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Biden to raise tariffs on Chinese goods from electric vehicles to semiconductors

MICHEL MARTIN, HOST:

China is slamming a Biden administration plan to hike tariffs on $18 billion worth of Chinese goods. The administration says the move is needed to counter what it calls Beijing's unfair trade practices. China's commerce ministry vowed this morning to take measures to protect its interests. Its foreign ministry called the move bullying. But the White House says it needs to target industries such as electric vehicles, semiconductors and steel to protect American businesses and workers.

U.S. Trade Representative Katherine Tai talked with me earlier today about the administration's plans.

KATHERINE TAI: This is very much a part of President Biden's overall commitment to America and Americans that he's going to build our economy from the middle out and from the bottom up, and that means standing up for the rights of America's workers and investing in America's manufacturing capacities. And that is very much what this particular tariff action is about.

MARTIN: You plan to quadruple, to 100%, tariffs on electric vehicles from China. The current 27% rate is high enough to keep them out, so I have two questions about this. What's the practical impact of going to 100%, and why do you think China's EV industry is such a threat?

TAI: Certainly. Well, the increase on tariffs will cover about $18 billion worth of trade with China. I know this is targeted at very specific, strategic sectors - industries of the future like electric vehicles. As you note, currently, the tariff rate on imported Chinese electric vehicles is about 25%, 27%. And you might think that they are enough to keep the Chinese imports out. However, that is the case today.

One of the biggest challenges that we face - and it's really, really prevalent in the example of electric vehicles - is the amount of state support subsidization and, frankly, industrial targeting that results in China's dominance in certain sectors. We've seen it in the past with steel and aluminum, solar panels, and now we're seeing it with electric vehicles. The electric vehicles that are being produced by China - and the world is about to see - are incredibly price-competitive to the point where producers in markets like ours, which are really very open, which have been market-based - that is, subject to the demands of supply-and-demand dynamics - are going to really be crushed by what has been produced by these anticompetitive practices in Beijing.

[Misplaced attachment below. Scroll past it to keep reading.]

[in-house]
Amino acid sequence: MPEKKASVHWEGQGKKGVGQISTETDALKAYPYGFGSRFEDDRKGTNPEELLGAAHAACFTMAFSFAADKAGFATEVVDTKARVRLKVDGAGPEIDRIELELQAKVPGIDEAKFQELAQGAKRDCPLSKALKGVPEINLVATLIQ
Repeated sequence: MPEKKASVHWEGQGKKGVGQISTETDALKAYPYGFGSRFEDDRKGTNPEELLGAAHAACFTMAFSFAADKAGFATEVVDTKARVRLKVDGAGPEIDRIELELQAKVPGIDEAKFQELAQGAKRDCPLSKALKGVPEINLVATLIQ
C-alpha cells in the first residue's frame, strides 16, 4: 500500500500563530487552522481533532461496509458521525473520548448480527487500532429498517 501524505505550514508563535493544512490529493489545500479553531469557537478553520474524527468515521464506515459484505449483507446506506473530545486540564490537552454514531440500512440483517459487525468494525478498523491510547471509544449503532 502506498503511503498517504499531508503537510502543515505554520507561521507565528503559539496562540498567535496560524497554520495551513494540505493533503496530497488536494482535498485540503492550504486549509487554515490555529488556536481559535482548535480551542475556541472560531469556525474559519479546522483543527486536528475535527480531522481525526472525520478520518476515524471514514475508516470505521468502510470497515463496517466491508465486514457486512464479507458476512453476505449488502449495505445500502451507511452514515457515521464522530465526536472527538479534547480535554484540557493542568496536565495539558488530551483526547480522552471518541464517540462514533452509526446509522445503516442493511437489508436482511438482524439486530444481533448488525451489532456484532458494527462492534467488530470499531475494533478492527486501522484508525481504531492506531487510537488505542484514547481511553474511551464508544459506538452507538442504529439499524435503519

MARTIN: So is the - let me just understand. Is the logic here to give American industry time to catch up and create a more affordable electric vehicle, or is it to try to - is it largely symbolic to basically tell China to stop subsidizing this industry internally? What's the goal here?

TAI: So with these tariff increases that you see, it is a result of a review of the existing tariffs that have been in place since 2018. And the Biden administration's approach is to take a more strategic, effective - a smarter approach. First of all, the tariffs we're maintaining and the tariffs that we are increasing are for leverage to continue to press and motivate China to change its unfair trade practices. The specific ones at issue are intellectual property rights abuses, stolen intellectual property, forced technology transfer. But in the meantime, until China changes its practices, these tariffs are also meant to give our industries a break - a respite to be able to breathe.

I don't know if you've seen, but with Chinese electric vehicles, they are able to retail in China for about 12- to $15,000. And at that rate, producers in markets like ours and also in markets like the European Union are not going to be able to compete and are going to be crushed by what we see as anticompetitive practices.

MARTIN: I got it. So just let me help people catch up here who are not sure what we're talking about. The administration has been reviewing the tariffs imposed by the Trump administration. You're keeping some of these tariffs on hundreds of billions of dollars of other Chinese goods, which were originally set by Trump. What do you say to people who argue that inflation is coming down, but it's still high, and this raises prices on goods at a time when Americans could use the relief?

TAI: Well, I think we've seen studies debunk the link between these tariffs and inflation. More importantly, being able to invest in our industry means that we are investing in supply-chain resilience. We're investing in our manufacturing capacities, which will allow for us to defend against the kind of inflationary price spikes that we've had over the last couple years, where supply was restricted and we weren't able to respond.

MARTIN: OK. Let's - more to talk about. That is the U.S. Trade Representative, Katherine Tai. Ambassador, thank you so much for joining us.

TAI: Thank you, Michel. Transcript provided by NPR, Copyright NPR.

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